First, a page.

Royal priests are, in short, to work at revealing the glory of God to the world. That is the task of the renewed Temple. But if, as in John’s gospel, the glory of God is revealed when Jesus of Nazareth goes to the cross as the supreme act of love (John 13.1;17.1-5), then we should expect that God’s glory will be reflected out into the world when Jesus’ followers learn the habits of mind, heart, and life that imitate the generous love of Jesus and thus bring new order, beauty, and freedom to the world. It is hugely important that we see these habits precisely as virtues, not simply as “principles” to be “applied” or “values” to be “embraced.” We do not start, as it were, with the Platonic form of justice, beauty, and freedom, so that, possessing that great and awesome knowledge, we might come down to earth with a grand plan for how these noble ideals should trickle down into reality from their Platonic ideal existence. We are given, rather, the promise that the earth shall be full of the knowledge and glory of God, as the waters cover the sea; we are given the resurrection of Jesus to be the start of that project; and we are given the Holy Spirit to enable us to anticipate the former by implementing the latter. To begin on those tasks does not mean we know all and can see exactly what needs doing (as we might imagine if we thought of principles and values). It means that we are committed to taking the difficult first steps toward acquiring the corporate habits that will be justice-generating, beauty-producing, and freedom-enhancing, and to continuing the many-sided debates as to what exactly those phrases will mean. And, once again, every follower of Jesus will have his or her own unique and interestingly different vocation within this complex overall project.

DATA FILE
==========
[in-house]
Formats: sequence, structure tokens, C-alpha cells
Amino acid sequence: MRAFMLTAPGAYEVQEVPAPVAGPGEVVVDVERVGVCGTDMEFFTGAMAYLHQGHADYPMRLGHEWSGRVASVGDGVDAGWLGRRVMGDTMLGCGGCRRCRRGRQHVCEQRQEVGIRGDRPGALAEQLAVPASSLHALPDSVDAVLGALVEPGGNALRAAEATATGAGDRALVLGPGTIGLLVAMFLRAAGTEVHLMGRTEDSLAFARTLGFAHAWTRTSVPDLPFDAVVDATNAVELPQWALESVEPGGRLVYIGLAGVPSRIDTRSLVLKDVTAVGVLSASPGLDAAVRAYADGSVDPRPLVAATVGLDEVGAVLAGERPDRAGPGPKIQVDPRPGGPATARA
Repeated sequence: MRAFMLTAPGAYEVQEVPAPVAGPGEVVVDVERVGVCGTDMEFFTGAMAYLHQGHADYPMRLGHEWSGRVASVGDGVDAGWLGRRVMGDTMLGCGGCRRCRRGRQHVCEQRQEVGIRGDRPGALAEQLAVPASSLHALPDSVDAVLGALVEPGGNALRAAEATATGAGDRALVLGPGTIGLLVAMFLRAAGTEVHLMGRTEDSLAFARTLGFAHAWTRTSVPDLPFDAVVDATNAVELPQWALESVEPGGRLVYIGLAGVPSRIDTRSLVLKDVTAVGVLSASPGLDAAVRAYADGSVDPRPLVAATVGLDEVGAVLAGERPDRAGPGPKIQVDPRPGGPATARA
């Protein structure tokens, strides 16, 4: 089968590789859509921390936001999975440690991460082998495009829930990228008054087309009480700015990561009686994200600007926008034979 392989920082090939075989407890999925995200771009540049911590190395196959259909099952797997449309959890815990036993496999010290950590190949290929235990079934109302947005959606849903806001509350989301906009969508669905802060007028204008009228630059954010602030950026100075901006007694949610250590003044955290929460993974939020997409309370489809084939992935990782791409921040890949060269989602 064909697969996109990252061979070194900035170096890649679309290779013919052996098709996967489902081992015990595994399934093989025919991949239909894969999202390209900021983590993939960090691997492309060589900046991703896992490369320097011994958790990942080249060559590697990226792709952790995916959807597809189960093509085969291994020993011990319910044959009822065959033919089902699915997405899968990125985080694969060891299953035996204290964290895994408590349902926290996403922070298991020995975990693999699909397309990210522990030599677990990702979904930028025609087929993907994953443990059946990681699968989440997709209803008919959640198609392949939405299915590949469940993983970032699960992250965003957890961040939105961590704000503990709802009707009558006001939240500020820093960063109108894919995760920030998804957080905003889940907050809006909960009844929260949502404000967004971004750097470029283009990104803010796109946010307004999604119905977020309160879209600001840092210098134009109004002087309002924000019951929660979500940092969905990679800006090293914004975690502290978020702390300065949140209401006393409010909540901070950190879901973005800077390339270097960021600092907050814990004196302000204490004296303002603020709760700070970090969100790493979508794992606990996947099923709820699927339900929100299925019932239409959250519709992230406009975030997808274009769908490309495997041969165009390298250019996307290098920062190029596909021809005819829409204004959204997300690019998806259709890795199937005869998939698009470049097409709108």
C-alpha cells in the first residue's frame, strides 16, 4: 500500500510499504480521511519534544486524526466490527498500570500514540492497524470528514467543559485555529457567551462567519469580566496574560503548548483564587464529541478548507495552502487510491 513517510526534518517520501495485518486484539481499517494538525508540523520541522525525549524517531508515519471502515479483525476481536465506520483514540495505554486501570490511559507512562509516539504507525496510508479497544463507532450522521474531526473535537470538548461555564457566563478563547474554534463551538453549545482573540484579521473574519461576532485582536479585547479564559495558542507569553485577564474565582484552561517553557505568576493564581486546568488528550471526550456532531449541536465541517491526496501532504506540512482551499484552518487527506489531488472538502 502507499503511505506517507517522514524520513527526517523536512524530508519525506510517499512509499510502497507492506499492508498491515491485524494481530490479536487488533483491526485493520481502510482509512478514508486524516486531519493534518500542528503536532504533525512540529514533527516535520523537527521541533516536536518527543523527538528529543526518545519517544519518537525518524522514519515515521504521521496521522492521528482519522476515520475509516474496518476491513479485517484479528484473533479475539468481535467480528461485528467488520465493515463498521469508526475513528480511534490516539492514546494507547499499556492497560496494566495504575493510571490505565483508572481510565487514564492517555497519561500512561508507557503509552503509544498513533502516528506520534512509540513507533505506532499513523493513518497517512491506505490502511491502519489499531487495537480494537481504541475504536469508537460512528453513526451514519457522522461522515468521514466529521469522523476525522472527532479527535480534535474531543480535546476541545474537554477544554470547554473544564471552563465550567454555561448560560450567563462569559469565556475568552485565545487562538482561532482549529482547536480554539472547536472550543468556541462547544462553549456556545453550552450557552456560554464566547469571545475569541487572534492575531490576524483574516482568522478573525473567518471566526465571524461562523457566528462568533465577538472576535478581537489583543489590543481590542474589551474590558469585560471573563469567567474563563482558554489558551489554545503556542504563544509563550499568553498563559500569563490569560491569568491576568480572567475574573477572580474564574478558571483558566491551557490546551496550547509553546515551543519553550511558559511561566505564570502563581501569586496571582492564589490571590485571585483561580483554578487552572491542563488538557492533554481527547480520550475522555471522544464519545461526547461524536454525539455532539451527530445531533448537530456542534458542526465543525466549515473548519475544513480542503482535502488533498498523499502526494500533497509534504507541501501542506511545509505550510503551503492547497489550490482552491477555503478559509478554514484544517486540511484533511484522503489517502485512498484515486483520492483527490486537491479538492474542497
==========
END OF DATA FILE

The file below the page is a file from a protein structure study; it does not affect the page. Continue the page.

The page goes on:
N.T. Wright – After you Believe, p.234